Spine 1987, 12:520-526. PubMed Abstract OpenURL

  36. Mehta M: The rib-vertebra angle in the early diagnosis between resolving and progressive infantile scoliosis.

    Journal of Bone and Joint Surgery 1972, 54B:230-243. OpenURL

  37. Nachemson A: A long term followup study of nontreated scoliosis.

    Acta Orthop Scand 1968, 39:466-476. PubMed Abstract OpenURL

  38. Picault C, deMauroy JC, Mouilleseaux B, Diana G: Natural history of idiopathic scoliosis in girls and boys.

    Spine 1986, 11:777-778. PubMed Abstract OpenURL

  39. Robinson CM, McMaster MJ, Juvenile IS: Curve patterns and prognosis in 109 patients.

    Journal of Bone and Joint Surgery 1996, 78-A:1140-1148. OpenURL

  40. Soucacas PN, Zacharis K, Loultanis K, Gelalis J, Xenakis T, Beris AE: Risk factors for IS: review of a 6-year prospective study.

    Orthopedics 2000, 23:833-838. PubMed Abstract OpenURL

  41. Soucacos PN, Zacharis K, Soultanis K, Gelalis J, Kalos N, Beris A, Xenakis T, Johnson EO: Assessment of curve progression in IS.

    European Spine Journal 1998, 7:270-277. PubMed Abstract | Publisher Full Text OpenURL

  42. Villemure I, Aubin CE, Grimard G, Dansereau J, Labelle H: Progression of vertebral and spinal 3-D deformities in AIS. A longitudinal study.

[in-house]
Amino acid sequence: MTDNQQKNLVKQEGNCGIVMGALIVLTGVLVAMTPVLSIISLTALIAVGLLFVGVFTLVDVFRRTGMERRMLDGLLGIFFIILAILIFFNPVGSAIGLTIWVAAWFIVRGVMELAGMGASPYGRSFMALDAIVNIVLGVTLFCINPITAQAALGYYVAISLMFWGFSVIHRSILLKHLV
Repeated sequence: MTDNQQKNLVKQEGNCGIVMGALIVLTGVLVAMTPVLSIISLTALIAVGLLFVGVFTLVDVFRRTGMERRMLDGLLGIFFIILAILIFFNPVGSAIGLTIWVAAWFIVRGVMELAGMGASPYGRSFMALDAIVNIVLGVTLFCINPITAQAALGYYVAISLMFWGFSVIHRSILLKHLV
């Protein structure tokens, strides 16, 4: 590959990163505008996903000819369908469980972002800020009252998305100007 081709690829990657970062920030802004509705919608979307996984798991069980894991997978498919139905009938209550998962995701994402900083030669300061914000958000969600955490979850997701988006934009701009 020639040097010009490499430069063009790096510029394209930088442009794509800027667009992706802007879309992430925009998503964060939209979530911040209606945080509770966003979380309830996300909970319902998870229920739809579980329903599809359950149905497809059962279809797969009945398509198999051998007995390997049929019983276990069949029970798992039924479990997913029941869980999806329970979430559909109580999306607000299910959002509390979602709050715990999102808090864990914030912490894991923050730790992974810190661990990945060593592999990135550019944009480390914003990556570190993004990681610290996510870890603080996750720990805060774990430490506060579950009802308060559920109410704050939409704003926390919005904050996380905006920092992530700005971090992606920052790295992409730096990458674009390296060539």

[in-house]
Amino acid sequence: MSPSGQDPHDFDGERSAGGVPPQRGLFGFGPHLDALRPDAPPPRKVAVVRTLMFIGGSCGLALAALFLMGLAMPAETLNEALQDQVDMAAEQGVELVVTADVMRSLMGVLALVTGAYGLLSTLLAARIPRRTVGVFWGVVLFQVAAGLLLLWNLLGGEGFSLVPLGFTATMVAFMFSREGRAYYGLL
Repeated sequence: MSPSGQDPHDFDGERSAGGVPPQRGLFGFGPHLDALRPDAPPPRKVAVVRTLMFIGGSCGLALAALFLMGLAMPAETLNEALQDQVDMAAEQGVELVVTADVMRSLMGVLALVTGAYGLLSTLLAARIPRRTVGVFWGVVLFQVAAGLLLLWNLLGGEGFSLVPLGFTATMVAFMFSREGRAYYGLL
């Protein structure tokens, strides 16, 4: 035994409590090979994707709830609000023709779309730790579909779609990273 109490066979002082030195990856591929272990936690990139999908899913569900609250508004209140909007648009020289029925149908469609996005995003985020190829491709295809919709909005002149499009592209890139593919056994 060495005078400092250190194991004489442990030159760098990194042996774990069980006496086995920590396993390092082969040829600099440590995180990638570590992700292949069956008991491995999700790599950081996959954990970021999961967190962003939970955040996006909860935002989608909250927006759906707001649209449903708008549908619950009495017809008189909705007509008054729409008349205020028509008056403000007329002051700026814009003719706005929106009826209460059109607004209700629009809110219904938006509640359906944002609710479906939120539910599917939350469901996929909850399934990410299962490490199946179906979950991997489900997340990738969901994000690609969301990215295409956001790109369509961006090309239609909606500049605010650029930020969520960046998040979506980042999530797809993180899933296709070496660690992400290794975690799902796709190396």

Spine 2001, 26:2244-2250. PubMed Abstract | Publisher Full Text OpenURL

  43. Wever DJ, Tonseth KA, Veldhuizen AG, Cool JC, vanHorn JR: Curve progression and spinal growth in brace treated IS.

    Clinical Orthopaedics and Related Research 2000, 337:169-179. OpenURL

  44. Yamauchi Y, Yamaguchi T, Asaka Y: Prediction of curve progression in IS based on initial roentgenograms; proposal of an equation.

    Spine 1988, 13:1258-1261. PubMed Abstract OpenURL

  45. Weiss HR: Das „Sagittal Realignment Brace" (physio-logic® brace) in der Behandlung von erwachsenen Skoliosepatienten mit chronifiziertem Rückenschmerz – erste vorläufige Ergebnisse.

    Medizinisch Orthopädische Technik 2005, 125:45-54. OpenURL

  46. Negrini S, Aulisa L, Ferraro C, Fraschini P, Masiero S, Simonazzi P, Tedeschi C, Venturin A: Italian guidelines on rehabilitation treatment of adolescents with scoliosis or other spinal deformities.

    Eura Medicophys 2005, 41:183-201. PubMed Abstract | Publisher Full Text OpenURL